There have been seven pitchers to make the big leagues as 35th-round draft picks. The most successful is Chasen Bradford, who has amassed 1.1 WAR since 2017 with the New York Mets and Seattle Mariners.
There has been just one player drafted out of Lafayette College in Easton, PA, to make the majors: Jeff Mutis, who had a 6.48 ERA in four seasons with the Cleveland Indians and Florida Marlins from 1991-94.
And there has been just one Bednar in MLB history: Andy Bednar, who pitched 5.1 innings for the 1930-31 Pittsburgh Pirates with a 15.19 ERA.
San Diego Padres prospect David Bednar is looking to buck all three of those trends. Bednar was drafted in the 35th round in 2016 after his junior season at Lafayette. Often when a college junior is selected in that part of the draft, he will come back for his senior season to try to improve his stock. For Bednar, that wasn’t really much of a consideration.
“I was pretty set on, if I was drafted, I wanted to get started on my pro baseball experience,” Bednar says. “A lot of conversation with my family and friends, they were all very supportive of me, but yeah, it was a good decision looking back on it.”
Less than a week after being drafted, the 6-foot-1, 220-pound Bednar made his professional debut with the short-season Tri-City Dust Devils of the Northwest League. After 8.0 shutout innings there, he moved to the Fort Wayne TinCaps of the Midwest League. Overall in 2016, he had a 2.32 ERA in 31.0 innings pitched.
He began the 2017 season in Fort Wayne, but he was promoted to the High-A Lake Elsinore Storm of the California League in late June. His 2.64 overall ERA in 61.1 innings earned him an invite to the Arizona Fall League, where he threw 8.0 innings and allowed just one run.
Bednar’s 2018 season got off to a rocky start: After disastrous outings in his fourth and six appearances of the season, his ERA sat at 12.15. But things turned around quickly, and in 62.2 innings over the rest of the season (spent entirely at Lake Elsinore), Bednar recorded a 1.72 ERA. His 2.73 overall ERA is outstanding even without factoring in the offense-friendly environment of the Cal League.
Bednar was promoted to the Double-A Amarillo Sod Poodles for 2019, and the early-season bad game bit him again. On April 8, in his second appearance of the season, Bednar entered in the 10th inning of a tie game with a runner on second base. A series of hits culminated in a two-run homer, and at the end of the inning Bednar had allowed four earned runs. The life of a reliever means it can take a while for your stats to bounce back from one bad early outing, but Bednar has remained confident, especially knowing that the issues that sparked his early problems in 2018 — most notably, eight walks in his first 8.0 innings pitched — have not plagued him this year.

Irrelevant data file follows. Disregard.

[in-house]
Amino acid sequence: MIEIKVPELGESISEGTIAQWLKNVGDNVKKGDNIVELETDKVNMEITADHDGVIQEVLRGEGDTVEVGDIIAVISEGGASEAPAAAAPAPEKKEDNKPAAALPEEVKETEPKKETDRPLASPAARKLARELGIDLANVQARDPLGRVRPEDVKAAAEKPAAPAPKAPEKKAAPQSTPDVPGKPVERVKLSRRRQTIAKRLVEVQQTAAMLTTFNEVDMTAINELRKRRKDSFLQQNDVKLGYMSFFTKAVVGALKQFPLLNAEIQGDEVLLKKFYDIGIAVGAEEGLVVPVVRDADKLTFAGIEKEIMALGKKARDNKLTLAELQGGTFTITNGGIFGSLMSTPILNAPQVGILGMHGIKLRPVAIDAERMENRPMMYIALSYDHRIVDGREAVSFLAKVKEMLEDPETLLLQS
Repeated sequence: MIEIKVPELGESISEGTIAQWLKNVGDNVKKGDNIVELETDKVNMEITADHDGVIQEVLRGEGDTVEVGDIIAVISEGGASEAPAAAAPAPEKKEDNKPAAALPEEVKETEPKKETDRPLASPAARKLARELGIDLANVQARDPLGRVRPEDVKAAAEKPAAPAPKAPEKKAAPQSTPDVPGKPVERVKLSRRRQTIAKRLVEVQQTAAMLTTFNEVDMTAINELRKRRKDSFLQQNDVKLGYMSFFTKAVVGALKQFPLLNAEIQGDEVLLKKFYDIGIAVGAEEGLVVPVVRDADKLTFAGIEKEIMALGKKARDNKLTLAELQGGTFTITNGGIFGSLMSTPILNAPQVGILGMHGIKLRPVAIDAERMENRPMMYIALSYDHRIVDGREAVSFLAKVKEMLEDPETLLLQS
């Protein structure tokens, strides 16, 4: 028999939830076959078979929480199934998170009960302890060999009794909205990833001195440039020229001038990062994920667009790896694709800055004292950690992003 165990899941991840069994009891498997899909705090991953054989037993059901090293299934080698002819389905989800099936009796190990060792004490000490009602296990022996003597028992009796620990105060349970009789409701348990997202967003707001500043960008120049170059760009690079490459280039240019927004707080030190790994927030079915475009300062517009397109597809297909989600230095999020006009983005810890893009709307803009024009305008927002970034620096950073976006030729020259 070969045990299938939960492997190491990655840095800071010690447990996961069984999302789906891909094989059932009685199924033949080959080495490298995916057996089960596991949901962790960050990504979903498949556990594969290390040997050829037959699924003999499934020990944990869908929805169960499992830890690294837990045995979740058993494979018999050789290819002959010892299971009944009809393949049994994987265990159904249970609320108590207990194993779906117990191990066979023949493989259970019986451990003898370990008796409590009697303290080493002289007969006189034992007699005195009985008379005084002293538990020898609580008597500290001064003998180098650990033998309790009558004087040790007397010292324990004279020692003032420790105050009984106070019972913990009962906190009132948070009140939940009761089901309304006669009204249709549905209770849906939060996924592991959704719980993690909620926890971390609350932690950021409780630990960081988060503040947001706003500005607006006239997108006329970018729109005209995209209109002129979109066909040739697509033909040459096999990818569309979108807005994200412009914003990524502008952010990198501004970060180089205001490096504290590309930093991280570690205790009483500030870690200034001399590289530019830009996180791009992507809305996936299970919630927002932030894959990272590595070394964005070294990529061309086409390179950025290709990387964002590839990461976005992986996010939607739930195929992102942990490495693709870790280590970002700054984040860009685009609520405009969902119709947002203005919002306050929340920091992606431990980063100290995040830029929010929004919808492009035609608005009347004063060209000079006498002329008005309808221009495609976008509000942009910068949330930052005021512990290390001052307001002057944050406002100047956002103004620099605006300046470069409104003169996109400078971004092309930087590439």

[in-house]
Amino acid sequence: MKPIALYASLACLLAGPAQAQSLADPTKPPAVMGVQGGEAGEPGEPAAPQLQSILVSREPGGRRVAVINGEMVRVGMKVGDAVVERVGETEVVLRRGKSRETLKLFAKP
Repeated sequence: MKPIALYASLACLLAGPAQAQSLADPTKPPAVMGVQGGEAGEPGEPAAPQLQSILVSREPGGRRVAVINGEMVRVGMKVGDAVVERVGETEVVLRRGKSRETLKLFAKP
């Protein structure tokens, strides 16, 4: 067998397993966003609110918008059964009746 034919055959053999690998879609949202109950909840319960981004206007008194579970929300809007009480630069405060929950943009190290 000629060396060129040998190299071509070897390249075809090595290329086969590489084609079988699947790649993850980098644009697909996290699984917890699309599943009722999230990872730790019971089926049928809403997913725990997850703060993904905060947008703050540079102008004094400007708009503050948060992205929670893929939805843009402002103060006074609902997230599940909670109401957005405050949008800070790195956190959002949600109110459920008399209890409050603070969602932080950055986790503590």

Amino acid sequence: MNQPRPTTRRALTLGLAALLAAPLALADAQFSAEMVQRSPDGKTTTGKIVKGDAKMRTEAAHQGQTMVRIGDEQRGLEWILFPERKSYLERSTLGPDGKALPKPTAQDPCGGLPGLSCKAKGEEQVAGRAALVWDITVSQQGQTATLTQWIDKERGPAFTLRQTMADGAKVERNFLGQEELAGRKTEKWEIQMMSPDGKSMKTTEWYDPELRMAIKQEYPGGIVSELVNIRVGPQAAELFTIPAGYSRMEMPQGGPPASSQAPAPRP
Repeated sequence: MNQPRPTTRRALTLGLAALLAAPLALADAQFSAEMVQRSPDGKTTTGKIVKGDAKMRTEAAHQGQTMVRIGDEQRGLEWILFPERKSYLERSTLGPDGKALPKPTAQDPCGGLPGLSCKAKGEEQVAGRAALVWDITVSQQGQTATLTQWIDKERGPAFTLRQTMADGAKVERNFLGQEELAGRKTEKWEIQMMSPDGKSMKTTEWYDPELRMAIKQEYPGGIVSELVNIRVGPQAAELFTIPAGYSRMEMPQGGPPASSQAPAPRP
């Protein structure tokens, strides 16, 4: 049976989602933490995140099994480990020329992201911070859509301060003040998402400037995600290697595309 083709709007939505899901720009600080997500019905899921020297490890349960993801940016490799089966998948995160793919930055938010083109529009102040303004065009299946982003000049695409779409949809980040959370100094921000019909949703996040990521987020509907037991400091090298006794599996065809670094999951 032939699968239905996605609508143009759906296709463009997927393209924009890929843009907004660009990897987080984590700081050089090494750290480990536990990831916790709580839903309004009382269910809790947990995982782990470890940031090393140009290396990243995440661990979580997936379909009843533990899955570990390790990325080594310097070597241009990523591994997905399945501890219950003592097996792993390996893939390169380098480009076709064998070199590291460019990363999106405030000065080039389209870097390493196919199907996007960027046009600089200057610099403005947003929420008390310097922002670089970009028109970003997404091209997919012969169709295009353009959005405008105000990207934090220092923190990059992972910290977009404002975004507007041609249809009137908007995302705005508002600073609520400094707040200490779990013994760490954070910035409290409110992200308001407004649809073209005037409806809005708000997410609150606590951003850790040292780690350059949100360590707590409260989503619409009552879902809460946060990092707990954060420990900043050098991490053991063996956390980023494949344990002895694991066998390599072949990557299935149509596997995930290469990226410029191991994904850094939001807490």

“Last year was a little bit different,” he says. “I was just kind of all out of sync [in the two bad games], and I was able to bounce back and finish strong. This year, I’ve been feeling much, much better. I’ve been throwing the ball well, and there was just that one outing that was a bit of an outlier. But I was definitely able to learn a lot from [last year], that if I can just take it one outing at a time, one day at a time, and focus on the next pitch, good things will happen.”
Bednar has a 2.45 ERA in 11.0 innings since that April 8 appearance, with two of the three runs he has allowed scoring on what MiLB.com describes as a “medium range fly ball to left centerfield” that “fell between left fielder and centerfielder as two runs scored.” Such is the life of a pitcher, especially a reliever — sometimes you do everything right, and the ball just falls.
In another farm system, Bednar might be more highly touted. His fastball is in the high-90s, with a curveball and a splitter that he is gaining confidence in daily.
“The splitter is relatively new in the last two years or so,” he explains, “and I have been getting a lot more comfortable with it to throw it in any count and put guys away with it. My curveball has gotten a lot more consistent over the last year or so, I’ve been able to throw it for a strike pretty much any time I want. I’m just continuing to tighten up both pitches to throw them for strikes and use them to put away hitters.”